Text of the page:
The project of Sahil Lavingia, who is better known for his work on iOS apps like Dayta and Color Stream, was cooked up with the aim to let friends send simple links to each other over sites like Facebook and Twitter, and recognize real revenue from the transaction. So long as the seller has an e-mail account associated with PayPal, there's hardly any setup required.
Setting Up a Sale on Gumroad
To start selling digital assets with Gumroad, you need to set up a user name and password, and then you can post links to your digital goods, assigning prices, title and description. Once you share the link, users can buy the goods, and the money, minus a cut that isn't yet finalized, will be deposited to your PayPal account.
I tested the service this morning, posting links for a set of PDF'd comics I made of Oakland A's players from 2005 to 2008, and also the FTC disclosure icons Jeannine Schaeffer made at the end of 2009 for bloggers with conflicts. Try both links - they lead to Gumroad, and if you want the full set, it could cost anywhere between 2 and 3 bucks. It's very easy.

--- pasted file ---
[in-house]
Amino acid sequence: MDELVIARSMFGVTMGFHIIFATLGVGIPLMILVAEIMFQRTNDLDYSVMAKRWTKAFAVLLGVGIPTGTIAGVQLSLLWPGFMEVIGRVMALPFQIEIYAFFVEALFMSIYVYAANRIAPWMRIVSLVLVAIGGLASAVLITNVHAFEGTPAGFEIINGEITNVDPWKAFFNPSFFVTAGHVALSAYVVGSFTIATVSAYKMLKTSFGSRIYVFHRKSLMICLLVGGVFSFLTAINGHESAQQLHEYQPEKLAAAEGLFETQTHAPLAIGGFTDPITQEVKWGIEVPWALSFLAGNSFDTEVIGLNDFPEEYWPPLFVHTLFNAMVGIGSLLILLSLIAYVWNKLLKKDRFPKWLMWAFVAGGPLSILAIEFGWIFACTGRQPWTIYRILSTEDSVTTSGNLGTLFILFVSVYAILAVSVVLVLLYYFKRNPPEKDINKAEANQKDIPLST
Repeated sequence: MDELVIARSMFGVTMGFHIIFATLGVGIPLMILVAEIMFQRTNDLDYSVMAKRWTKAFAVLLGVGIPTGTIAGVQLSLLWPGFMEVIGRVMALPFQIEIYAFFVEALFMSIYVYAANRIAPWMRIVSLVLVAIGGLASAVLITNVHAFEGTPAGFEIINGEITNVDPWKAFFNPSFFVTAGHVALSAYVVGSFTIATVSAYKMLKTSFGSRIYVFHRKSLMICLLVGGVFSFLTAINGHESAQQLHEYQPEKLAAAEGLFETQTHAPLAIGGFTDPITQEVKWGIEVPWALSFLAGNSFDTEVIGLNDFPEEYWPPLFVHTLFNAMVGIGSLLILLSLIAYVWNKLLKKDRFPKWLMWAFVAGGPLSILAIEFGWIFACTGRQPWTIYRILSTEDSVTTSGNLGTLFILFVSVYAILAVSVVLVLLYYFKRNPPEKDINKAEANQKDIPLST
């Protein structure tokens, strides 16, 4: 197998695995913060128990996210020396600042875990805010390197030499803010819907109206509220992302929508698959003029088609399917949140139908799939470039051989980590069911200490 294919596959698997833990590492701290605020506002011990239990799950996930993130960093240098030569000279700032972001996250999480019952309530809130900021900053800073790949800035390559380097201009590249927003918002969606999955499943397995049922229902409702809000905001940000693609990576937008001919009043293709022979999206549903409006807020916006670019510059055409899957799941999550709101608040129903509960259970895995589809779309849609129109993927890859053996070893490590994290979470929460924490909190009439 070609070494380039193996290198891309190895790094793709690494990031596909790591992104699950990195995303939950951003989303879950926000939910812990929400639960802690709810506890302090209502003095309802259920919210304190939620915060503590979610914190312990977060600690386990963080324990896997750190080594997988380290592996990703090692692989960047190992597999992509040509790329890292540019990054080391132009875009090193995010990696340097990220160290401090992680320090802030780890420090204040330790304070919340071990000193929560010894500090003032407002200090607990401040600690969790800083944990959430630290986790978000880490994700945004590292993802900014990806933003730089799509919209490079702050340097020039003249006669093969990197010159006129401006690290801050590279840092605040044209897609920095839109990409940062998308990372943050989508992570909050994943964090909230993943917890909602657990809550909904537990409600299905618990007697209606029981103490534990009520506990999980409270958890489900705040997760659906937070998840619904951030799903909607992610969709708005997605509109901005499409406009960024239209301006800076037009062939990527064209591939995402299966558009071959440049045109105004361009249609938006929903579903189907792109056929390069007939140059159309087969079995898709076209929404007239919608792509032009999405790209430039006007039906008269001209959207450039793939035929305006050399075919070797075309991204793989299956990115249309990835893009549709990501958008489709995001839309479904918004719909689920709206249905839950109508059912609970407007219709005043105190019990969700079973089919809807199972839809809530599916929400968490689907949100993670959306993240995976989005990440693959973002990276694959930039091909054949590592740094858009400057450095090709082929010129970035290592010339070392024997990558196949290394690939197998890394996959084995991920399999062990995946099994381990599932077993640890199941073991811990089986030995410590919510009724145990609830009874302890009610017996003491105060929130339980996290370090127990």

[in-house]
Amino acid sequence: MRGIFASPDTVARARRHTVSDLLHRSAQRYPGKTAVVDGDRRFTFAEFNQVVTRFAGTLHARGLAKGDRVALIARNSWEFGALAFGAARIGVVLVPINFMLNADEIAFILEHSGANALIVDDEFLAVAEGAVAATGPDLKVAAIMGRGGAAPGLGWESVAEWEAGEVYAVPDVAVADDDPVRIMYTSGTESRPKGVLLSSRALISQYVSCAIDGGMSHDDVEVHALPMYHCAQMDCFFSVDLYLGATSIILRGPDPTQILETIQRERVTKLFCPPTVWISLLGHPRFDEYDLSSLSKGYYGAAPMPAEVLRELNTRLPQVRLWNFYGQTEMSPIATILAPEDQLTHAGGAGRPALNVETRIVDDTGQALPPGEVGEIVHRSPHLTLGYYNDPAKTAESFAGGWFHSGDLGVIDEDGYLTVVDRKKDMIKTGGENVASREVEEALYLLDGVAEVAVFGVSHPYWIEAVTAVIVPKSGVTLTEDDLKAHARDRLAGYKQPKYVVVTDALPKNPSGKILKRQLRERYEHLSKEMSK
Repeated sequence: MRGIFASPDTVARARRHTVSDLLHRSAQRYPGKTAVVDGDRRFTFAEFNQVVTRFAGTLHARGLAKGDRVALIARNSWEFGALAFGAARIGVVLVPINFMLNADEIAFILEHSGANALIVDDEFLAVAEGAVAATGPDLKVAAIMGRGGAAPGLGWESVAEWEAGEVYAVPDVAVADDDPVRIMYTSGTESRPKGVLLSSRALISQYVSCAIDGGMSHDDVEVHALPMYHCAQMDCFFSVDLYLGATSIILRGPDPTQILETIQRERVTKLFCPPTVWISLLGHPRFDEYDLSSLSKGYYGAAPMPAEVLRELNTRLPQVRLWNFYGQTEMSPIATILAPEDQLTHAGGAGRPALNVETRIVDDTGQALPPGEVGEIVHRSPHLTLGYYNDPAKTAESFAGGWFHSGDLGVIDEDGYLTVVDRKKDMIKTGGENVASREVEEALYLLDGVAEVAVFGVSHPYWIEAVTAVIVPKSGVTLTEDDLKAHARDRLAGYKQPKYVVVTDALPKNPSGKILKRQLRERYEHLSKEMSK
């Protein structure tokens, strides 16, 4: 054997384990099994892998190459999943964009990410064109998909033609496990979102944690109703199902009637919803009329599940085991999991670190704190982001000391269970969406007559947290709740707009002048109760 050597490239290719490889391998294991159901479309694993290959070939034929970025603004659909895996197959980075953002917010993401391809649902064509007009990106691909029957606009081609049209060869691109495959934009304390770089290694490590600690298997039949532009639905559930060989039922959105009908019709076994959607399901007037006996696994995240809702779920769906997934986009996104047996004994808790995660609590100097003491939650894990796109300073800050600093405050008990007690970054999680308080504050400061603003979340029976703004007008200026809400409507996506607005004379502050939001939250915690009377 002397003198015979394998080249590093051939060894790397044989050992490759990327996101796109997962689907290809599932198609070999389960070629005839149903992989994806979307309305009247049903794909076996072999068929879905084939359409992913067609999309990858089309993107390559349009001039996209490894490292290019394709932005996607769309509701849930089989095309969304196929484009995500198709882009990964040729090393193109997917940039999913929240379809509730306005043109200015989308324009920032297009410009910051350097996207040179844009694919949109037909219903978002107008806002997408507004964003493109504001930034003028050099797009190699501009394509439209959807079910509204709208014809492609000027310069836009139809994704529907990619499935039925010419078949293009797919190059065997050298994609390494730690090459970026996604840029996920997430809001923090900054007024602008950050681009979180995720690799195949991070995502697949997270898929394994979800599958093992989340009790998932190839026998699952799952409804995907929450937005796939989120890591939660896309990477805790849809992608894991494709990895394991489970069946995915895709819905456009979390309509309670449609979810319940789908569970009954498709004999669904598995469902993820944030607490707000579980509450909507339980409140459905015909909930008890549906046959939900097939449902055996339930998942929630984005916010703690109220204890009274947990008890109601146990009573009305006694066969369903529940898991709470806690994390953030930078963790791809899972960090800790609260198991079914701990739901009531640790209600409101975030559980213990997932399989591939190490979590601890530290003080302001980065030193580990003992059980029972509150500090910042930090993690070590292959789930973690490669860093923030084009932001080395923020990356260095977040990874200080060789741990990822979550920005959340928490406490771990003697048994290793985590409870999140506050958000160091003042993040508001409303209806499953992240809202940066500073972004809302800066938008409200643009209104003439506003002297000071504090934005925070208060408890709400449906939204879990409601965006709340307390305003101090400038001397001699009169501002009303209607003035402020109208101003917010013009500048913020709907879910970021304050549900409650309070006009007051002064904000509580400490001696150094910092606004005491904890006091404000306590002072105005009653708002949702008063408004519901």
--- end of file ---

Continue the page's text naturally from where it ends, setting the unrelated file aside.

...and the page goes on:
Promoting the Gumroad link on Twitter
If there are questions about this service's usability, they become like those on other payment systems. If I get the eventual URL for the digital asset, why not pass it around for free? Why not upload that asset to a peer to peer (P2P) service? And why should I trust this service with my credit card data and secret code? They may use HTTPS, but the service could do more to make me comfortable to do transactions. It's also not clear how fast money gets deposited to PayPal.
Showing 1 download at $2.99 In Gumroad
All those caveats aside, it's an interesting experiment by a known developer who is trying to think of new ways for us to do transactions with one another simply, much like eBay, PayPal and Square have. Check it out at http://www.gumroad.com.